Pakistan still has miles to go before it can be considered prepared for inevitable climate change-related events. Even if we are to ignore increasingly intense natural disasters, water scarcity is becoming severer by the day, setting the stage for a major food crisis. There has been little effort to switch away from water-intensive crops. In fact, several political leaders have actually been pushing for expanding domestic production of rice, wheat, sugarcane and cotton without offering up suggestions for where the water will come from. At the same time, food price inflation is also inevitable. Just as the war in Ukraine caused international grain prices to shoot up, recent record wildfires in Europe will also take their toll.
Outside of the food arena, climate change impacts are also causing massive changes in population concentrations — a new KTrade Securities report has noted that after the recent rains in Karachi, people are moving out of posh areas due to its rain sensitivity and moving to suburbs with better drainage. On food, the report stresses the need to widen the focus from raising fertiliser quality and yields to increasing storage capacity to reduce the impact of food price shocks. On the broader economy, however, the report ties everything back to food, noting that food inflation can cause significant political unrest, which in turn affects every sector of the economy and even daily life.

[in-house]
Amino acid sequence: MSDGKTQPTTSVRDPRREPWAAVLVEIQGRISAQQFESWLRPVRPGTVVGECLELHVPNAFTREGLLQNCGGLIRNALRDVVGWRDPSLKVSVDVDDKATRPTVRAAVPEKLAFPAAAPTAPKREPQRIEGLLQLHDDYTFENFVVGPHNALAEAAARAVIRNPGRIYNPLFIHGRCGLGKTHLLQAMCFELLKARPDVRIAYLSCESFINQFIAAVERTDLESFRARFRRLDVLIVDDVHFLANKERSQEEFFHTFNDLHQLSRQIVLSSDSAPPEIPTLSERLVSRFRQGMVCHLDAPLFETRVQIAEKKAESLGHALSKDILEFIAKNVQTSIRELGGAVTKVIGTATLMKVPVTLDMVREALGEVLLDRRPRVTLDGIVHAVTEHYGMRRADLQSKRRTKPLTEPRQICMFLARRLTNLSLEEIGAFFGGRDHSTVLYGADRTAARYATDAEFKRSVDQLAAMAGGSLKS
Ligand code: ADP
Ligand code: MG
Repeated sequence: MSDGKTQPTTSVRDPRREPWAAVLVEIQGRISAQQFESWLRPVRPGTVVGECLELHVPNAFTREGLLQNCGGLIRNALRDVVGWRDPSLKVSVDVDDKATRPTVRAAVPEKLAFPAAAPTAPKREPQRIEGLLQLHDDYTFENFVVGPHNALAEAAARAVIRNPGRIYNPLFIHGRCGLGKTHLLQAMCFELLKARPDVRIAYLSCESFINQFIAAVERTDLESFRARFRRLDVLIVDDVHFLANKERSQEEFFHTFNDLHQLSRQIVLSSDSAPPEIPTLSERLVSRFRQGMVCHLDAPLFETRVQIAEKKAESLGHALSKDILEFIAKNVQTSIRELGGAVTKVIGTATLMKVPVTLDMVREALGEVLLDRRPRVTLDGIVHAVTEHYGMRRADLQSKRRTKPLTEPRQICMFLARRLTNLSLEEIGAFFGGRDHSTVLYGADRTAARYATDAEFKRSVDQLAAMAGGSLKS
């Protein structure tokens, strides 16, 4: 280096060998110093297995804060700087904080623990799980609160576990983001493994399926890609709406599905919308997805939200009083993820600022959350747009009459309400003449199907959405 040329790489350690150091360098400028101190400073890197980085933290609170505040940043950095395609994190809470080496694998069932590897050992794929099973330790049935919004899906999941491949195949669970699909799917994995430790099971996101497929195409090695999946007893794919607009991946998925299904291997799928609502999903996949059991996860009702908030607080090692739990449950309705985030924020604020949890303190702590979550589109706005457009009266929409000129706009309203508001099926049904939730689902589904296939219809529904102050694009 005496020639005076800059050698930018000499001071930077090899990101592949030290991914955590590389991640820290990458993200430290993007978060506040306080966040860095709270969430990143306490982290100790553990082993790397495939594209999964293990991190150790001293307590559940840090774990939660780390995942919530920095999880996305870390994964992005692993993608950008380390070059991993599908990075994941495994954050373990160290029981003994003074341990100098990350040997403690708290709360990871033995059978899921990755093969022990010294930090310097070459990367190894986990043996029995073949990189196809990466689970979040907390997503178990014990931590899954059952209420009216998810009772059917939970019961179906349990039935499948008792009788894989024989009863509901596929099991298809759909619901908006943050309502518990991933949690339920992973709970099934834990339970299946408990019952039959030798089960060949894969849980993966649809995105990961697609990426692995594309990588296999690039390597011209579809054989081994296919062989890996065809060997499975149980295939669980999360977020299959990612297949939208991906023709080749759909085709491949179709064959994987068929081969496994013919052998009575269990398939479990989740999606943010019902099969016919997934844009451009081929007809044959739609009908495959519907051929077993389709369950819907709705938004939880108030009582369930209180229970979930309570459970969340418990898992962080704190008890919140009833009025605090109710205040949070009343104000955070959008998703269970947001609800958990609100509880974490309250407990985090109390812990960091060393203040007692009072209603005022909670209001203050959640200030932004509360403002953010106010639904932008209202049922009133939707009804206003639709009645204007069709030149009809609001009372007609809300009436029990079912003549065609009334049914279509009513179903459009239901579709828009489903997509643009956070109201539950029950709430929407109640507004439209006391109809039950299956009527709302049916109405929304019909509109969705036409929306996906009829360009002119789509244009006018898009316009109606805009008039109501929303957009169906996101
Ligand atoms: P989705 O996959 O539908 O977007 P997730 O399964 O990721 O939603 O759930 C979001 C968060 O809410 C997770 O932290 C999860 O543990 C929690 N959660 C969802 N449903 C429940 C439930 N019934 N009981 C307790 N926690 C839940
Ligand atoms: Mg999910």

As for the other impacts, a recent UN report estimated Pakistan’s annual climate change-related economic losses as high as $26 billion a year, with fears that losses would increase until concrete action is taken. This makes Pakistan, in economic terms, the most at-risk country in South Asia, and among the most at-risk in the world if we exclude tiny island nations. As many experts have pointed out, slow-walking climate change mitigation efforts keeps the country in a precarious position, which in turn keeps foreign aid flowing, but if we do not build climate resilience soon, there will be nothing left to protect.